Promising agents currently in development are still several years away from becoming available to the general patient population. Several posters presented information on the use of ritonavir (Norvir) as an enhancer for other PIs such as indinavir (Crixivan), amprenavir (Agenerase) and saquinavir (Fortavase). This also includes Kaletra where Norvir enhances the effects of loprinavir leading to a very potent PI. Newer agents that are in development appear to offer new mechanisms of action. These include new classes of therapies such as entry inhibitors, fusion inhibitors, chemokine receptor inhibitors, HIV integrase, REV inhibitors and CD4 receptor inhibitors. Adherence continues to play an important role in virologic rebound and the development of viral resistance. Virologic failure due to poor adherence may be as high as 50%. One solution is direct observational therapy (DOT), which has proven to be very effective in improving adherence to TB medications. The use of DOT has been shown to be very useful in administering ART therapy demonstrated by a higher percentage of the participants being less than 50 copies/mL in the DOT arm when compared to the self-administered arm. The success rate in the DOT study may be due to nothing more than simplifying drug regimens with once a day dosing of medications. Whether you look at medical event monitoring systems (MEMS) caps, MediMom or pill counts, adherence to therapy is important and should be discussed at each clinic appointment. Therapeutic drug monitoring (TDM) may prove to be useful in the future. TDM assists clinicians with assessing drug concentration thereby increasing drug dosing to improve drug concentrations or decreasing drug concentration to prevent the development of drug induced toxicities. TDM may prove to be very important to women in determining whether women are currently being overdosed on medications, which can lead to an increase in medication toxicity and side effects.
Scheduled Treatment Interruption (STI)
Data continues to be limited on STIs and should not be attempted by clinicians or patients outside of a controlled clinical trial; STI appears to be successful in some people who receive treatment during primary infection. In several small samples, individuals on STI had significantly lower viral loads and higher CD4+ T-cell counts, lower values of immune markers and higher specific T-cell and CTL responses against HIV-1 than a control group of patients who were ART naive. More data needs to be collected demonstrating that STI does not lead to virologic failure. Patients who have failed ART and are beginning a salvage regimen may benefit from an STI before starting their new therapy. Off ART for 12 weeks may lead to the virus reverting back to wild type, which may improve virologic response to a new regimen. Still, there really is not enough data to support the long-term benefits of STI in salvage therapies.
Hepatitis B (HBV) and hepatitis C (HCV) continue to increase the morbidity and mortality of people who are co-infected with HIV disease. Several studies reported that we may be missing HBV (26%) and HCV (12%) in late stage infection where medical therapies continue to be disappointing. Several posters presented positive results in those patients who received liver transplants, however this is not an option for everyone. The progress in furthering our understanding of HBV and HCV continues to be small with a possibility of a vaccine many years away.
Metabolic complications of ART continue to be problematic with a definitive answer to the cause of lipodystrophy (LDS) remaining outside of our reach. Do protease inhibitors increase the risk of cardiovascular events was a topic of both concern and discussion. A large ACTG study is currently enrolling trials of HIV-positives on a PI or NNRTI and HIV negatives as a control group. The study uses ultrasound (UTZ) to measure the thickness of the carotid artery looking for difference in the thickness. An increase in carotid artery thickness may suggest an increased risk of cardiovascular events. Mitochondrial toxicity and osteopenia (thinning of the bones) were also reported. Mitochondrial toxicity and osteopenia may be due to antiretroviral medication, but it still remains unclear (we still are not sure what the cause is). Ethnicity may be protective in the development of LDS. Participants in a small study found that being of Korean decent may be protective. Switching to efavirenz from a PI based therapy does not seem to improve insulin resistance after one year in HIV patients with LDS. However, nevirapine containing ART results show an anti-athrogenic (doesn't appear to affect the lipids) plasma lipid profile.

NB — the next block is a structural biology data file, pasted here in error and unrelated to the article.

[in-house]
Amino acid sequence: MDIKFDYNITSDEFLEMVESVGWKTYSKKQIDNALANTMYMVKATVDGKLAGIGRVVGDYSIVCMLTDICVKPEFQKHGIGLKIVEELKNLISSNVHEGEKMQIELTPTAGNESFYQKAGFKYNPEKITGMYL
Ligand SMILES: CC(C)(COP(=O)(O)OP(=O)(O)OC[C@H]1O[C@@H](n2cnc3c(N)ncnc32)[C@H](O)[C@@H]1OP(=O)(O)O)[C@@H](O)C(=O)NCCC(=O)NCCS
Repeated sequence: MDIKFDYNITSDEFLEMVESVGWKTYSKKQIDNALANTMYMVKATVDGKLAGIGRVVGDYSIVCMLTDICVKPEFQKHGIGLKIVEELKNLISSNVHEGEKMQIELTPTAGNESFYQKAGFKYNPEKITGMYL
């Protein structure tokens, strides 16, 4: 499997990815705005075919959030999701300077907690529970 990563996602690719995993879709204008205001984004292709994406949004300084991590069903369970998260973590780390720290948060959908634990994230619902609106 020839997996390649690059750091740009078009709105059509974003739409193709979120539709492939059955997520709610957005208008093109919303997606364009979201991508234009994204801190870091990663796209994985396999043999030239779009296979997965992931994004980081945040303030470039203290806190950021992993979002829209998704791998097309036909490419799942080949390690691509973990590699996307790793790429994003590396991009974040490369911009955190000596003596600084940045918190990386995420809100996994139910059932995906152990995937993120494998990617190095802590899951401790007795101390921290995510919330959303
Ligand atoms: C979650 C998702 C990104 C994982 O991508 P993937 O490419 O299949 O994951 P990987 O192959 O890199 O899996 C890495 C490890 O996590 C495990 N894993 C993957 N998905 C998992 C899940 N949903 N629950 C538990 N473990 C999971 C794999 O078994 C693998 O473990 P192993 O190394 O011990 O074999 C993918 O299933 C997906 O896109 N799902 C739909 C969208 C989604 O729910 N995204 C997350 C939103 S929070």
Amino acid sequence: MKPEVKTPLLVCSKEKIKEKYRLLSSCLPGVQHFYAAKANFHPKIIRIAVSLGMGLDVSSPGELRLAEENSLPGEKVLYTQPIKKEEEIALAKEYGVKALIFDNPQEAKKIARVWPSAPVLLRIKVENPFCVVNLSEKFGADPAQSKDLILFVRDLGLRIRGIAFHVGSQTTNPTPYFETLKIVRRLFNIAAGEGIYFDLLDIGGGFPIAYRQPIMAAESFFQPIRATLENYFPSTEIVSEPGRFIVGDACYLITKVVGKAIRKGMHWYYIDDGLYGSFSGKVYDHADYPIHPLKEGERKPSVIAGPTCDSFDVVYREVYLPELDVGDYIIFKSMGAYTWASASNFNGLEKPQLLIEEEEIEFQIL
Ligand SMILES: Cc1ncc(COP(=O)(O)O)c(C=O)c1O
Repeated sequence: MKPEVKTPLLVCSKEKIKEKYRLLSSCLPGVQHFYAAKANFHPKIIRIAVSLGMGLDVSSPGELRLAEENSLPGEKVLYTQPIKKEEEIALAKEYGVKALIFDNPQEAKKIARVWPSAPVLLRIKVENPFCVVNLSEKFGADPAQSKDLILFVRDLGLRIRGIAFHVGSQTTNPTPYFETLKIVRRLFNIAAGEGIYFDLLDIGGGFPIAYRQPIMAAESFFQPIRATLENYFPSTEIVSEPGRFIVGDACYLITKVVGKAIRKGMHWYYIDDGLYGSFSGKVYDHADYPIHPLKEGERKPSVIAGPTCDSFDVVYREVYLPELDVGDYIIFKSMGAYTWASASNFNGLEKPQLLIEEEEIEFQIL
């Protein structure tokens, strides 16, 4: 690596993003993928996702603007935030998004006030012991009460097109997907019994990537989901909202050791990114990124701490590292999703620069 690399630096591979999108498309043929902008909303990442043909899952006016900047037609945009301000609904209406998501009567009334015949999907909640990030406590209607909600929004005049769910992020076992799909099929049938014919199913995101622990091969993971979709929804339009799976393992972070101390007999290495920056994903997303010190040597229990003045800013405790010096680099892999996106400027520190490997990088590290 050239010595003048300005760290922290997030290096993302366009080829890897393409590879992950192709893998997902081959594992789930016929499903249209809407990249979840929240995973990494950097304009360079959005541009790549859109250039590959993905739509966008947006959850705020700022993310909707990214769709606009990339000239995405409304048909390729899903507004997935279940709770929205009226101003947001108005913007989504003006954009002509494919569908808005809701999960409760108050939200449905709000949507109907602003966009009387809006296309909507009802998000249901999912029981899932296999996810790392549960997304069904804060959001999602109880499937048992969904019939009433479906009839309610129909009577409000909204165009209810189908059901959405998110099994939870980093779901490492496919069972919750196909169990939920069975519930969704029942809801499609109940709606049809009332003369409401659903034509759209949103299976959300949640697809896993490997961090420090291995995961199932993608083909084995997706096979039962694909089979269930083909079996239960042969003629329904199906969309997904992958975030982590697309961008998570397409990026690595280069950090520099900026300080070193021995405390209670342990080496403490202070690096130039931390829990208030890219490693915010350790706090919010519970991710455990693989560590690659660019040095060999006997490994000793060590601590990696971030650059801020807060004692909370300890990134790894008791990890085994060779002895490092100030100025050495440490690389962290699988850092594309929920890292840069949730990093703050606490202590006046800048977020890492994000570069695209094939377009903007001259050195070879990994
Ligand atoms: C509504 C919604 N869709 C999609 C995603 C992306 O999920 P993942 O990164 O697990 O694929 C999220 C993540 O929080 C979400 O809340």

Very little data about women and HIV infection was presented at the conference. There were over 31 abstracts and posters listed under women, however only 5 dealt with women specifically. The remainder of the "women's" studies were either perinatal or involved the genital tract. This reinforces the need to encourage researchers to focus more on the differences in absorption, distribution and tolerability of antiretroviral therapy in women. It cannot be assumed that women and men respond to or tolerate medications in the same way. Testosterone increases weight and lean body mass in HIV infected women with weight loss. Hoarseness, hairsutism (increased production of secondary hair growth), and clitoral enlargement, while rare, occurred primarily in the testosterone group. One of the first studies developed by Agouron Pharmaceuticals entitled "Women First" presented their final 49-week data showing that the combination of Viracept/Invirase/Zerit/Epivir is effective, safe and well tolerated in women dosed at twice daily.
At the conclusion of the 8th CROI, several questions remained unanswered. Are we seeing a new trend in the transmission of HIV/AIDS resistance? Can these trends be due to poor adherence, under suppressed treatment options and increases in risky behavior? What impact will these trends have on the current epidemic in developed countries? How much longer until we have a vaccine against HIV that works?
In closing, it is important to recognize the global nature of the HIV/AIDS epidemic, including the need for the development of drugs and vaccines that are accessible to all people. Working together toward an improvement in clinical management and a reduction in risky behavior needs to be incorporated into the management of all HIV infected patients.
Prevent HIV infection; it is still the only cure. We need more research addressing the needs of women! We all need to become involved in the fight and make a difference!
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This article was provided by Women Alive. It is a part of the publication Women Alive Newsletter.